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Durbin: Senators to release immigration bill Wednesday

Durbin: Senators to release immigration bill Wednesday
© Greg Nash

Sen. Dick DurbinDick DurbinBiden on refugee cap: 'We couldn't do two things at once' For a win on climate, let's put our best player in the game Biden angers Democrats by keeping Trump-era refugee cap MORE (D-Ill.) said that a bipartisan group of senators will release their immigration and border security bill on Wednesday, despite pushback from President TrumpDonald TrumpGraham: 'I could not disagree more' with Trump support of Afghanistan troop withdrawal GOP believes Democrats handing them winning 2022 campaign Former GOP operative installed as NSA top lawyer resigns MORE.

"It will be available tomorrow and we're prepared for a vote as quickly as possible," Durbin told reporters on Tuesday

He added that the group of six senators are urging Majority Leader Mitch McConnellAddison (Mitch) Mitchell McConnellTrump looms over Senate's anti-Asian hate crimes battle Appointing a credible, non-partisan Jan. 6 commission should not be difficult Why President Biden is all-in in infrastructure MORE (R-Ky.) to give them a "test vote" to show the level of support for the forthcoming legislation. 

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"And if it is successful, as I believe it will be, [I hope] that Sen. McConnell will include it as an amendment to must-pass legislation," Durbin said.

Durbin didn't specify what "must-pass legislation" he was referring to, but Congress has roughly four days to pass a short-term stopgap funding bill to prevent a government shutdown. 

Democrats have remained tight-lipped about if they will support the funding bill, known as a continuing resolution or CR, without an immigration deal.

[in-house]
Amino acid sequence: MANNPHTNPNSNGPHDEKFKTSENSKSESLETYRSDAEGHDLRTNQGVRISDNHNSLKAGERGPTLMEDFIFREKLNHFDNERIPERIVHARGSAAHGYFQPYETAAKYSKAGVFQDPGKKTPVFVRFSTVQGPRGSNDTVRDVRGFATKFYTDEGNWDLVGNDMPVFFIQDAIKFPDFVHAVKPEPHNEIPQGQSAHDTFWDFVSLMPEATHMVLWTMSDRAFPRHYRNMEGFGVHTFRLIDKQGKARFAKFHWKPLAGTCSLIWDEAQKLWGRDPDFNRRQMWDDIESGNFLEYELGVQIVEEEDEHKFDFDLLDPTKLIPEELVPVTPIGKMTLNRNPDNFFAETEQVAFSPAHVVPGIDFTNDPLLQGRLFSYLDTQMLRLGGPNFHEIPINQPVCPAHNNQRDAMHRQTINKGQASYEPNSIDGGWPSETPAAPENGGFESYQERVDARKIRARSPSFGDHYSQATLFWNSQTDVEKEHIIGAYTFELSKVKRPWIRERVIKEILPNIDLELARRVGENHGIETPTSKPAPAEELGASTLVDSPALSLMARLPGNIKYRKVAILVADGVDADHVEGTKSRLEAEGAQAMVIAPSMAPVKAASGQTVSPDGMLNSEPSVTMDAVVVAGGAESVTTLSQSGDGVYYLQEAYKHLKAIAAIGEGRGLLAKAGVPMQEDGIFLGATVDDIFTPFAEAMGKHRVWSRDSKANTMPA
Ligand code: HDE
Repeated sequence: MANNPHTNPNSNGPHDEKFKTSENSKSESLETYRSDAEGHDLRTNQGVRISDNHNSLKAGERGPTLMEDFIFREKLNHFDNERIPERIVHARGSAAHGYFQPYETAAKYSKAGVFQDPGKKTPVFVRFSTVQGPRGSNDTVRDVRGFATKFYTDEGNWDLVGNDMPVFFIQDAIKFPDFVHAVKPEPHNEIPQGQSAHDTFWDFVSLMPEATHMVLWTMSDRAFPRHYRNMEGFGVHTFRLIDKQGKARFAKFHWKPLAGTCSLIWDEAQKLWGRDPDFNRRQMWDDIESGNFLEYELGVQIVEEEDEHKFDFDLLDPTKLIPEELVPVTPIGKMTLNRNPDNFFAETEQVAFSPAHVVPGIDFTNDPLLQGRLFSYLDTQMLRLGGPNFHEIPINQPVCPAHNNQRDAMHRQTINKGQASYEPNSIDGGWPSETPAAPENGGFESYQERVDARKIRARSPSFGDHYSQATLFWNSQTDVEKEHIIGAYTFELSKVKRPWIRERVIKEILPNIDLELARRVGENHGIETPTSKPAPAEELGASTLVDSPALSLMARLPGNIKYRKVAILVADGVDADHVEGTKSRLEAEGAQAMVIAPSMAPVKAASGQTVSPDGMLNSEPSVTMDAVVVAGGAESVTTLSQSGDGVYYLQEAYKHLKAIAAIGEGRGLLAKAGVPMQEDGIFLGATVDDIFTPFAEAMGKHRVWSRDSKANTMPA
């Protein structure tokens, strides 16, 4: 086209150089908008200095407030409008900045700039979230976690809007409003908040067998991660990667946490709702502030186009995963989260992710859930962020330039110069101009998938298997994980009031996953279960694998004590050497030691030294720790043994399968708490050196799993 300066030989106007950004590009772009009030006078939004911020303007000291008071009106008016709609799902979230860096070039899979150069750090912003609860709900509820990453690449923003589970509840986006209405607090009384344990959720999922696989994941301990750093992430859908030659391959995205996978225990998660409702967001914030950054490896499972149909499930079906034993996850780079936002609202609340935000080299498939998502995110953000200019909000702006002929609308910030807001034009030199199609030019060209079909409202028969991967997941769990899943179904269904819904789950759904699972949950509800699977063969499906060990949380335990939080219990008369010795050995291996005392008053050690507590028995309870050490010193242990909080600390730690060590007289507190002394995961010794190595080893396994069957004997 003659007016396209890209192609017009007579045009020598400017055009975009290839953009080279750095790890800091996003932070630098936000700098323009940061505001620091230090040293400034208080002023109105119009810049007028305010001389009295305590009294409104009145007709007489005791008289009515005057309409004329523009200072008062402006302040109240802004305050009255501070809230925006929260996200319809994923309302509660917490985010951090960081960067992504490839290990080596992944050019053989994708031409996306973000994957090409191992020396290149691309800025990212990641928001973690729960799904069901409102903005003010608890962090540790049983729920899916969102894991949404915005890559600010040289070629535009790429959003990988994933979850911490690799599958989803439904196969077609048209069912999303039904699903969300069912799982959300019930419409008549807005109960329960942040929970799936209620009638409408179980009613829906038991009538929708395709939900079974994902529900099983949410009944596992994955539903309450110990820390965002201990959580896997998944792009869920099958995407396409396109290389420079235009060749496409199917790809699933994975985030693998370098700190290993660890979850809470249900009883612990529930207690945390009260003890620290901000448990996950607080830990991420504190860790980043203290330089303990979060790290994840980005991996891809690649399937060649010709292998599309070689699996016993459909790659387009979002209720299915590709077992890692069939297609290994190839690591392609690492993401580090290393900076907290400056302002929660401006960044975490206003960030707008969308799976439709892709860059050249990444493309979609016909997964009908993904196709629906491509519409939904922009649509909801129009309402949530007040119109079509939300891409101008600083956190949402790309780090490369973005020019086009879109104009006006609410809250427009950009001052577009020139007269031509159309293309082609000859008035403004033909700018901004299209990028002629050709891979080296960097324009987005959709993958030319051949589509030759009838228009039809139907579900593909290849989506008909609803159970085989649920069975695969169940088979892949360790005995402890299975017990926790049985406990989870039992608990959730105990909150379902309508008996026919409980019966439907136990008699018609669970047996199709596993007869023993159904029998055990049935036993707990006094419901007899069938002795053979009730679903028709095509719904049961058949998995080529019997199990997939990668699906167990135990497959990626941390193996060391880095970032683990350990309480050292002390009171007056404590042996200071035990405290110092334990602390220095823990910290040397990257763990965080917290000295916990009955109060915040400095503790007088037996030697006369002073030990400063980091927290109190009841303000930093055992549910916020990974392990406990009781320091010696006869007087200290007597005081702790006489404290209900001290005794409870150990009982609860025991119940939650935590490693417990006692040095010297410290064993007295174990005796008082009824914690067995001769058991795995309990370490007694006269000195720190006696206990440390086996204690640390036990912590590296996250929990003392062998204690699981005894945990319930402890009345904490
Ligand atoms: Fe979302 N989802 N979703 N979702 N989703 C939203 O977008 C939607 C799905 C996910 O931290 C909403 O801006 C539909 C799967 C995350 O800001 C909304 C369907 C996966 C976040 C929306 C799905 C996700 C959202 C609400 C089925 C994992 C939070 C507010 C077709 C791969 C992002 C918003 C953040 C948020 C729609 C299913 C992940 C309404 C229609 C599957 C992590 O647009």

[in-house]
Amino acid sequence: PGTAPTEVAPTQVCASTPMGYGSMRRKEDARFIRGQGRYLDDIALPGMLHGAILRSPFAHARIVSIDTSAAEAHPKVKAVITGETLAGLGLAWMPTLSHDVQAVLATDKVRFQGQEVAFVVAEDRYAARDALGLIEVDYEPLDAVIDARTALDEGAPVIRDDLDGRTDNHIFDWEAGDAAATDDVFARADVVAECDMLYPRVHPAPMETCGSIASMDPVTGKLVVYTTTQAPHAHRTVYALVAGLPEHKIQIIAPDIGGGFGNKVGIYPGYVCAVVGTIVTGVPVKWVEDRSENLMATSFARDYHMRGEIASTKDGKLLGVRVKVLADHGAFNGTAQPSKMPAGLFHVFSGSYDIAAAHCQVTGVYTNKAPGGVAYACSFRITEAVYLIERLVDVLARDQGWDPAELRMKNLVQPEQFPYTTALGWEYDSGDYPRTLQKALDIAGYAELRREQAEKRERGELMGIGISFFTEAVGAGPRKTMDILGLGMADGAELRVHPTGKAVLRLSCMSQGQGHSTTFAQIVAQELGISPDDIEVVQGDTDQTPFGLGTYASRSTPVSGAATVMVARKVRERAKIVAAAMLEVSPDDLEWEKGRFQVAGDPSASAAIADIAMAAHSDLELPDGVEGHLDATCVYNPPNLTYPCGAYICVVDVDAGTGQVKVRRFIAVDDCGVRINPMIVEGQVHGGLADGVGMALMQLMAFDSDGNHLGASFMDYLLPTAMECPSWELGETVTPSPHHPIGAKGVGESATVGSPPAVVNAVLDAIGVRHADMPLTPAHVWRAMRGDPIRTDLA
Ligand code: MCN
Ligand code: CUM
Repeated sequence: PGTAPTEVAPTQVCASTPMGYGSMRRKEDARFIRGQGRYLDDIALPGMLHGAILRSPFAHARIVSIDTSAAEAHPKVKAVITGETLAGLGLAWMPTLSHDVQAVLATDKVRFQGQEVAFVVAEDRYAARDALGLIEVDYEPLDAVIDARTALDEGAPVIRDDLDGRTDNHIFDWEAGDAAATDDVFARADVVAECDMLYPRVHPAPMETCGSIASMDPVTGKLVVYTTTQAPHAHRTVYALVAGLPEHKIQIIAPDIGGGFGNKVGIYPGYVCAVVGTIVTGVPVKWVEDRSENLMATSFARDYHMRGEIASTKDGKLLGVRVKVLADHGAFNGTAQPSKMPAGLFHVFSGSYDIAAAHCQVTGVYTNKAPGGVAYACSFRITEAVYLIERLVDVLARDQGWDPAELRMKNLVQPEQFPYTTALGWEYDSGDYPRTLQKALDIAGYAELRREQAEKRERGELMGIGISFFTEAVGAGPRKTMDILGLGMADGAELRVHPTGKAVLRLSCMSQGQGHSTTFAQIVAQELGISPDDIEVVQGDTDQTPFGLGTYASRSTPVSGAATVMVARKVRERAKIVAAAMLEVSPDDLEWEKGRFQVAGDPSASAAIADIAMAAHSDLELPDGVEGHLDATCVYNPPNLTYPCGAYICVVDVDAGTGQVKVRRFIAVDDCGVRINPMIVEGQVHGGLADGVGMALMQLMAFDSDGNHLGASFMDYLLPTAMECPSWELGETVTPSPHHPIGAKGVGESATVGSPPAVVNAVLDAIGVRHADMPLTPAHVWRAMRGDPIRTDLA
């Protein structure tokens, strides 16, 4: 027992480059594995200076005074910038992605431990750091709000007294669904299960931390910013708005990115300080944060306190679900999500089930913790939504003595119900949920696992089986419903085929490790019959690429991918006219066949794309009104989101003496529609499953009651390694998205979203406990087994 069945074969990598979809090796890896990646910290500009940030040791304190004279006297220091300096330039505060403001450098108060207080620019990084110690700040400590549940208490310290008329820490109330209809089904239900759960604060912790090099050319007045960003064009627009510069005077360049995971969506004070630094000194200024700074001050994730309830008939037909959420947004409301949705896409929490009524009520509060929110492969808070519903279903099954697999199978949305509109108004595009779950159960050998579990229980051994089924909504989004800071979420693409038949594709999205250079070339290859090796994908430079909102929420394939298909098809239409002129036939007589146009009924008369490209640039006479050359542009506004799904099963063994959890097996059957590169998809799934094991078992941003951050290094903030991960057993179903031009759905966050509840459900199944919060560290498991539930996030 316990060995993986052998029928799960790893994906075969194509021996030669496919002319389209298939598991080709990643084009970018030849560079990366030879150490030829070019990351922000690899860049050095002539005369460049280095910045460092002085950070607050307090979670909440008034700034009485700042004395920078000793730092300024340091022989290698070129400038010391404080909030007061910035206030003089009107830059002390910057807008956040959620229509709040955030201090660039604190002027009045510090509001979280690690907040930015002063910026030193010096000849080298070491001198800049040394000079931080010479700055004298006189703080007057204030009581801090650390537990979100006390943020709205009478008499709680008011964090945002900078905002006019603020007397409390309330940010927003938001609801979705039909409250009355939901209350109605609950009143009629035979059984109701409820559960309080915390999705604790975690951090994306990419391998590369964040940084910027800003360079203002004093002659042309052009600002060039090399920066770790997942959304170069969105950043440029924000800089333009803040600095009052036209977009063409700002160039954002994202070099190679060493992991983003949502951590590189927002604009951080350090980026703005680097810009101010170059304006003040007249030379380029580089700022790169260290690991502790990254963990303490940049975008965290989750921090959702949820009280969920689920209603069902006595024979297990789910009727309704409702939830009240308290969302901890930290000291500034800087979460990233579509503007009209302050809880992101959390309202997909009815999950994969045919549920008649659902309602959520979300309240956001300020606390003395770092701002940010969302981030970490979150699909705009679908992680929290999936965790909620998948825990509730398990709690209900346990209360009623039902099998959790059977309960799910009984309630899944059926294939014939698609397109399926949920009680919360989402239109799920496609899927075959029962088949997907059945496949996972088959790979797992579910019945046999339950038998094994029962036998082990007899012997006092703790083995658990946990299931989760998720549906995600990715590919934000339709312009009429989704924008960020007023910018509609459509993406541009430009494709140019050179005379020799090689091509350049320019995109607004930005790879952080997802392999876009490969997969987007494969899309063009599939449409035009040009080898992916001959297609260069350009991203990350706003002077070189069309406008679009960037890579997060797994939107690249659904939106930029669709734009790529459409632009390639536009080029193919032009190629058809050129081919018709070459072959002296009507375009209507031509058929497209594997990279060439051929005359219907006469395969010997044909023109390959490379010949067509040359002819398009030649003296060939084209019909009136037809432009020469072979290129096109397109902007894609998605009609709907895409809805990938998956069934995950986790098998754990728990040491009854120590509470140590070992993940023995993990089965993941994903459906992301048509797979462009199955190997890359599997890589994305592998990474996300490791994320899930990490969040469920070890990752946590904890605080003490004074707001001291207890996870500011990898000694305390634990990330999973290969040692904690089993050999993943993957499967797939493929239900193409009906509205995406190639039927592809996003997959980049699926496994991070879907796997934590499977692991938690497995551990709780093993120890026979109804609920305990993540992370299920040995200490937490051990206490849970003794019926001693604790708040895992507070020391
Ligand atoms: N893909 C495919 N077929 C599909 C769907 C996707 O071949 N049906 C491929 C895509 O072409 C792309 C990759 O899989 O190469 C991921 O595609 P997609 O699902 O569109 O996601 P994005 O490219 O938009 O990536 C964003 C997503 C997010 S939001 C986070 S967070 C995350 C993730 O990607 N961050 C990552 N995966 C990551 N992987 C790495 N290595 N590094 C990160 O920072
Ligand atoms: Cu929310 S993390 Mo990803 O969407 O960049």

Spokespeople for Republican Sens. Lindsey GrahamLindsey Olin GrahamGraham: 'I could not disagree more' with Trump support of Afghanistan troop withdrawal Wall Street spent .9B on campaigns, lobbying in 2020 election: study Biden aide: Ability to collect daily intel in Afghanistan 'will diminish' MORE (S.C.) and Jeff FlakeJeffrey (Jeff) Lane FlakeFive reasons why US faces chronic crisis at border Senate GOP faces retirement brain drain Former GOP lawmaker: Republican Party 'engulfed in lies and fear' MORE (Ariz.), two GOP members of the so-called Gang of Six, didn't immediately respond to a request for comment on the timing of the legislation or what a potential "test vote" could be. 

In addition to Flake, Graham and Durbin, Democratic Sens. Bob Menendez (N.J.) and Michael BennetMichael Farrand BennetDemocrats get good news from IRS Senators press for answers in Space Command move decision Biden announces first slate of diverse judicial nominees MORE (Colo.) as well as GOP Sen. Cory GardnerCory GardnerBiden administration reverses Trump changes it says 'undermined' conservation program Gardner to lead new GOP super PAC ahead of midterms OVERNIGHT ENERGY: Court rules against fast-track of Trump EPA's 'secret science' rule | Bureau of Land Management exodus: Agency lost 87 percent of staff in Trump HQ relocation | GM commits to electric light duty fleet by 2035 MORE (Colo.) have been negotiating the agreement.

Flake has signaled that they've picked up additional supporters, though a spokesman for Durbin didn't immediately respond to a request for comment.

The Senate group's bill is expected to tie a pathway to citizenship to roughly $2.7 billion in border security.

It's also expected to shuffle some of the diversity lottery visas toward Temporary Protected Status (TPS) countries and make changes to family-based immigration that would be limited to Deferred Action for Childhood Arrivals (DACA) recipients and their family members.

But the group could face an uphill battle to get a floor vote. McConnell has said he will only bring up an immigration bill if the president has indicated that he'll sign it.

Trump sparked a political firestorm after he reportedly referred to several developing nations as "shithole countries" during a meeting with Durbin, Graham and several conservative lawmakers last week.

The president has also blasted the bipartisan group's bill, saying Durbin "blew" the chances of an agreement on the Obama-era DACA program which allows certain young immigrants brought to the U.S. illegally as children to work and go to school in the U.S. 

"The Democrats want to shut down the Government over Amnesty for all and Border Security. ... We need a merit based system of immigration, and we need it now! No more dangerous Lottery," Trump said in a tweet on Tuesday

Conservative lawmakers have also criticized the legislation for not including tougher interior enforcement measures.